Obama and Ohio

Obama and Ohio

Ohio has been hit hard by the recession and the resulting rise in unemployment rates. Obama had a lot to say about how he would turn things around. 8 months later, nothing much has changed. And the people who live there know it

"People were looking for a savior to get us out of this mess and that's why they voted for Obama," said Jeff Fravor, 55, a retired train conductor. “I've nothing against Obama personally, but he's new to the job and 'hope' won't fix this mess."

Here are the numbers:
Ohio’s unemployment in January 2008: 5.7%
June, 2009 unemployment in Ohio: 11.1%
National average: 9.5%
Obama’s approval rating in Ohio in May: 62%

Obama’s approval rating in Ohio right now: 49%

Eek. And 48% say they disapprove of how he has handled the economy.

Basically, it’s all about unemployment- and there’s nothing wrong with that. People lose jobs, they get anxious and testy. You come in and tell them you will fix the problem and get them some jobs, they like you. Then you do what you do and there aren’t really any more jobs than there were 8 months ago- well, you better know they won’t like you as much anymore and they will start to be anxious and testy again. Ohio is a state rooted in manufacturing.

Andrew Doehrel, head of the Ohio Chamber of Commerce explains the situation this way:

"As jobs have gone away, that has created a true focus here on job creation. People look at what's been done on a federal level in terms of bailouts and stimulus and they see that this has not equated to anything more than lost jobs in Ohio."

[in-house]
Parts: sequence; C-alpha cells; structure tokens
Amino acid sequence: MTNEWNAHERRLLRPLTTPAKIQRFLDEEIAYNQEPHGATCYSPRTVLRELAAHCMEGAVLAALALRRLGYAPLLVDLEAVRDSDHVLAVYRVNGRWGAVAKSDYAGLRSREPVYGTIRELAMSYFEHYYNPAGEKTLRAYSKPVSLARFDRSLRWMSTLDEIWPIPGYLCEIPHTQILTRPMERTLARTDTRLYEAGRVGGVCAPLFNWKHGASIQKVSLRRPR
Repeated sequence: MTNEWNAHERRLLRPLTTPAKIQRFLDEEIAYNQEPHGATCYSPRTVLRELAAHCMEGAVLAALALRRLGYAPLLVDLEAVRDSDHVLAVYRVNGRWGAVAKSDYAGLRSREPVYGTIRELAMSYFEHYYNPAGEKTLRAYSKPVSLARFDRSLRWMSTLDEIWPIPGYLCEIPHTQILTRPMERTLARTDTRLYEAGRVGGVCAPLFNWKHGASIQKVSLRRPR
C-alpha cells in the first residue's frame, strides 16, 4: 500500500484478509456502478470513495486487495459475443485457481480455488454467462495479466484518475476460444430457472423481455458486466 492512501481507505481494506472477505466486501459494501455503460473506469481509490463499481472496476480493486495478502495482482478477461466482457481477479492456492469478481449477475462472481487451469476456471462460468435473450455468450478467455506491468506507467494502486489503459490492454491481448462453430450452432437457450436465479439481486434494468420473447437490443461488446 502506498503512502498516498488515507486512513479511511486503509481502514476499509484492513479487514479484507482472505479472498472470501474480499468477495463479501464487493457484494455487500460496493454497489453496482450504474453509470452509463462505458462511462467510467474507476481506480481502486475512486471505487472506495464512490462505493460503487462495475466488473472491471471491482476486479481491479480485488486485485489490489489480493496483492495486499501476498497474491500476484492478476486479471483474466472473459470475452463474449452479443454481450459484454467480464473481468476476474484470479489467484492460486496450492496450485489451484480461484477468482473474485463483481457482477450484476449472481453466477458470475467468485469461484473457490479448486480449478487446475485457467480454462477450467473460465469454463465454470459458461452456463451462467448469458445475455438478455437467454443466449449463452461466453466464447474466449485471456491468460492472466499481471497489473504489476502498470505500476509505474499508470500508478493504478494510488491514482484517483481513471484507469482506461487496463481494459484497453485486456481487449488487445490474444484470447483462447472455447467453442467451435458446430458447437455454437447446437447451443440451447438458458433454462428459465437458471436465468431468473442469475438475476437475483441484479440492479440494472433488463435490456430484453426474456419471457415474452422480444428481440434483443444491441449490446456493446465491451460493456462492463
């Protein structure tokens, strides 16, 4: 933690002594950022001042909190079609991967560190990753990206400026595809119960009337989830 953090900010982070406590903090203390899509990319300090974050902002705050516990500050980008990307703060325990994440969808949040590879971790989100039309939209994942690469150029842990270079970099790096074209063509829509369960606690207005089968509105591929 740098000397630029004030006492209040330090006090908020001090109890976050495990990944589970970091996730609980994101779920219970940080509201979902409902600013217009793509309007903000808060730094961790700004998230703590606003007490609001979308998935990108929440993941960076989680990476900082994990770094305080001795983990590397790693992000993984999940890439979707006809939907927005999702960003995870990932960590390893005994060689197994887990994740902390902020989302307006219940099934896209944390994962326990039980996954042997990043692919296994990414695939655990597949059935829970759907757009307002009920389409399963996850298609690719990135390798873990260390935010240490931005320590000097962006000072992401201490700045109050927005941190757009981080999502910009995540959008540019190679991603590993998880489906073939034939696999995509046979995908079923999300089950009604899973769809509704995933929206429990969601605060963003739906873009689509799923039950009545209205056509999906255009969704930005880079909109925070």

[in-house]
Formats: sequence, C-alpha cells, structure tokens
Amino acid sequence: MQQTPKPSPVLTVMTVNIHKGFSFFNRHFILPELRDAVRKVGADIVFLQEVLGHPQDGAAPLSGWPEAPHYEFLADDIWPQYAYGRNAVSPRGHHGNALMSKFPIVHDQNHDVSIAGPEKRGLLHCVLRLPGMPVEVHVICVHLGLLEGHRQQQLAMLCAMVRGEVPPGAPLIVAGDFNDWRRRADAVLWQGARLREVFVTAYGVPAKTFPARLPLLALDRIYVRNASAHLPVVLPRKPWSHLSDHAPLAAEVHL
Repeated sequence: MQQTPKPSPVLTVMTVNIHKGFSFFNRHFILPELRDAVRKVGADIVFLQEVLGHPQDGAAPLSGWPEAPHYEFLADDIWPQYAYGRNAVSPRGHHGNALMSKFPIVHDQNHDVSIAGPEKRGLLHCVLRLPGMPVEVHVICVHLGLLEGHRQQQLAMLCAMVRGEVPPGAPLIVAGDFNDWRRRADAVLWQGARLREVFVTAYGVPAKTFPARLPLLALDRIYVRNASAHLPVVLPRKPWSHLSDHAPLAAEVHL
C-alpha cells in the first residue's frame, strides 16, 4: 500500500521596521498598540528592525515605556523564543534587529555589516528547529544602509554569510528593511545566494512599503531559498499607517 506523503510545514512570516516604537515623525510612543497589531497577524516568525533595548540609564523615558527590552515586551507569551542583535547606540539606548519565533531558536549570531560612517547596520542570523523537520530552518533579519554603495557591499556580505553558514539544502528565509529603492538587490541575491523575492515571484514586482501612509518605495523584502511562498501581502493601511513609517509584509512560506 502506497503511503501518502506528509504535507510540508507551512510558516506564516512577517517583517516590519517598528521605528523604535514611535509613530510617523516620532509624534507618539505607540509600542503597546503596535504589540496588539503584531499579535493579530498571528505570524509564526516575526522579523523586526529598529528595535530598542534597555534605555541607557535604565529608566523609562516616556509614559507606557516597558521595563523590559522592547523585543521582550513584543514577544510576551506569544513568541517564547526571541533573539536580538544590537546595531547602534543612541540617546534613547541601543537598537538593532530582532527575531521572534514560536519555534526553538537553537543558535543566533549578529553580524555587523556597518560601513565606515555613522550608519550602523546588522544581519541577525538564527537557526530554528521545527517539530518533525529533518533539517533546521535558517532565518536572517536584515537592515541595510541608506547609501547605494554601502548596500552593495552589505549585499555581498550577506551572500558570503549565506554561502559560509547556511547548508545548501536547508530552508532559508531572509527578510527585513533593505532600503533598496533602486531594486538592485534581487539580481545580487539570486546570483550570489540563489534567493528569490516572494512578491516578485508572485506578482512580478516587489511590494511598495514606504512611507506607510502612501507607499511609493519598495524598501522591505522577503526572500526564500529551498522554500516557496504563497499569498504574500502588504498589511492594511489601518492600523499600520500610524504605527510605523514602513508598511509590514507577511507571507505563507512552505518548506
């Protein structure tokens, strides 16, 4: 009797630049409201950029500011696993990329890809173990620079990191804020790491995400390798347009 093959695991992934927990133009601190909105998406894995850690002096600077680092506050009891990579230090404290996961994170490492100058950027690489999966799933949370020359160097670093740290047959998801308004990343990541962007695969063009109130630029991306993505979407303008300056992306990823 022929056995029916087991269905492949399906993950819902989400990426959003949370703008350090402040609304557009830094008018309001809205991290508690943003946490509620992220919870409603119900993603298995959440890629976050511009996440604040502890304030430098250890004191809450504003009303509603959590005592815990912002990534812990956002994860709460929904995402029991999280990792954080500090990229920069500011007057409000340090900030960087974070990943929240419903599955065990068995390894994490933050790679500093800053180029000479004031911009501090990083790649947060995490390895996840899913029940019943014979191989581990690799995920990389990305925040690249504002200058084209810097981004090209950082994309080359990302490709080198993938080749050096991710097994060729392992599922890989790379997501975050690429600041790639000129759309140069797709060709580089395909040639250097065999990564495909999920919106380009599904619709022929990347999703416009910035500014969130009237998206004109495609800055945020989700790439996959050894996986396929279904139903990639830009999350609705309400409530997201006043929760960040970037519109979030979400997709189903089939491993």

It’s good to hear Jim Rokakis, treasurer of Cuyahoga County, offer a balanced take on the situation:

"It's not a surprise Obama's numbers have fallen here and they'll continue to go down as long as jobs keep being lost here. Americans always want a quick fix to problems, but they are going to relearn patience this time round."

Patience. Yeah, yeah… some more payy-shence… We’ll see how much patience the American people really have when it comes to unemployment and their personal income.

Manufacturing is big in Ohio, with cities like Cleveland and Toledo providing much of the basic manufacturing for products produced in the United States, from auto parts to Coca Cola bottles. 

Another number: Vacancy rate for Toledo retail space: 14.6%

A record high. But with the Ohio economy rooted in manufacturing, it really comes down to getting manufacturing jobs into Ohio to help the problem. And it’s hard to say when that will be the reality, when there will be new plants built or new companies moving into town.

Obama recently gave a speech in Ohio about health care. And people there are pretty sure he’ll be back.

"Obama is a smart man and he knows how important Ohio is," said Rokakis. "He knows he can't win without us. So I'm sure he'll be back again before long."

And it’s true. Above all, Obama is a savvy politician and he knows how to work the campaign magic. Hopefully that magic will cast its spell over the economy, health care and the rising unemployment rates in Ohio.